I have stated most emphatically that the islands revenue is in the course of disappearing, and will in the absence of some remedial measure disappear in two or three years; for as the cultivation decays the consumption of all articles on which the revenue is raised will become limited. In that case the clergy will remain unpaid, and the church doors will of course become shut; the judges and other high functionaries will remain unpaid, and of course the courts of justice will be shut; there will be no means of supporting prisoners in the gaols or penitentiaries, and the doors of those institutions must be thrown open; the patients in the public hospitals will be left to their fate entirely; the police must be disbanded, and society will become disorganized. If your Lordship will allow me, I will just glance at the geographical position of Jamaica in reference to other countries. It has, 90 miles to the westward of it, the great island of St Domingo, now in a state verging on barbarism; 80 miles to the north is the still larger island of Cuba; four days' sail from Jamaica is the island of Porto Rico. Twice within the last 50 years have the more civilized portions of the inhabitants of St Domingo had to flee to Jamaica for refuge. Looking to the extent to which savage Africans are introduced into Cuba, and that they are kept in a state against which nature must ever rebel, it is to my mind but a question of time when civilization must disappear by an insurrection in that country; the same may not take place in Porto Rico, because there there is a greater proportion of free inhabitants. Eighteen months ago Jamaica presented as fair a chance as the most ardent friend of freedom could desire, of every hope which was ever cherished of the results of emancipation being accomplished. On the repeated assurances of the various organs of the Government here, from the time of Lord Nomanby downwards, that a preference would be ever given to us in the home market, our institutions, clerical, civil, judicial, correctional and sanitary were placed upon a footing of the greatest efficiency. A penitentiary and a lunatic asylum upon the most approved plans are now in the course o f erection. If the revenue disappears, as it will in the absence of remedial measures, those institutions will disappear also. Government may maintain a garrison there, and it may maintain those institutions, but civilization cannot advance, because the avenues to advancement will be shut in the total decay of commerce and agriculture. If the light of civilization is extinguished in Jamaica, and it appears likely to be so, the chances are that in the next 30 to 40 years the greatest islands in that archipelago will present precisely the same picture that St Domingo does, of men reverting rapidly into barbarism. The islands will become the resort, as they have been within my recollection, of buccaneers and pirates, and they will be totally lost to the civilized world. The cause of African freedom, at present seriously injured by what has taken place in our colonies, will be thrown back to an indefinite period.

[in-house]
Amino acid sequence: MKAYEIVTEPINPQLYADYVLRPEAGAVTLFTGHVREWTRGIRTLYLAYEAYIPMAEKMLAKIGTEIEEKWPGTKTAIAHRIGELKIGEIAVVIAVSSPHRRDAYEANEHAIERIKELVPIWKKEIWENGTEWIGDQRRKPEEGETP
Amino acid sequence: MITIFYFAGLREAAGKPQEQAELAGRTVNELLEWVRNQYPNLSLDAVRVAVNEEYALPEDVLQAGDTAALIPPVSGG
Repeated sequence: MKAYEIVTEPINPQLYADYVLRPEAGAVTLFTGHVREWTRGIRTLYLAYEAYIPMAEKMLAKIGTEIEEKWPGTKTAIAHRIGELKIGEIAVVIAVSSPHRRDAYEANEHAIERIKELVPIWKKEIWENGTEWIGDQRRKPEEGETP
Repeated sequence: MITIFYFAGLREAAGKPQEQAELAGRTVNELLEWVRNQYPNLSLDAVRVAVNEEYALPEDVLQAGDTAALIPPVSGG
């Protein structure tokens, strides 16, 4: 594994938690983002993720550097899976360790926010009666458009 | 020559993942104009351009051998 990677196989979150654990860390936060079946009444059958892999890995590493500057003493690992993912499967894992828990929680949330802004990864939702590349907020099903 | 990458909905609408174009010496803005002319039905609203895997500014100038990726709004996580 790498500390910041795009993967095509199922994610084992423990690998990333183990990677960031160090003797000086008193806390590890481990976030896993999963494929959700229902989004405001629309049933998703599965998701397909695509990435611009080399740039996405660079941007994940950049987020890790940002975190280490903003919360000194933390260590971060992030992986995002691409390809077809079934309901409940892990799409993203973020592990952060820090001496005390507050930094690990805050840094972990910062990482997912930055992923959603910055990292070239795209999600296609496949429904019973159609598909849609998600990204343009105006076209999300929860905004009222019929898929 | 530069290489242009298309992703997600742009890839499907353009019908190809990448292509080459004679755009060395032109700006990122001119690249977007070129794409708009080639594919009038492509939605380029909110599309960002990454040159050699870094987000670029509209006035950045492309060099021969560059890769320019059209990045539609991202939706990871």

This account of Geddes' evidence is taken from Bath Library Service's original edition of the select committee's fourth report. You can read further testimony from the report in the sections on The 1848 Select Committee and Slavery in Brazil.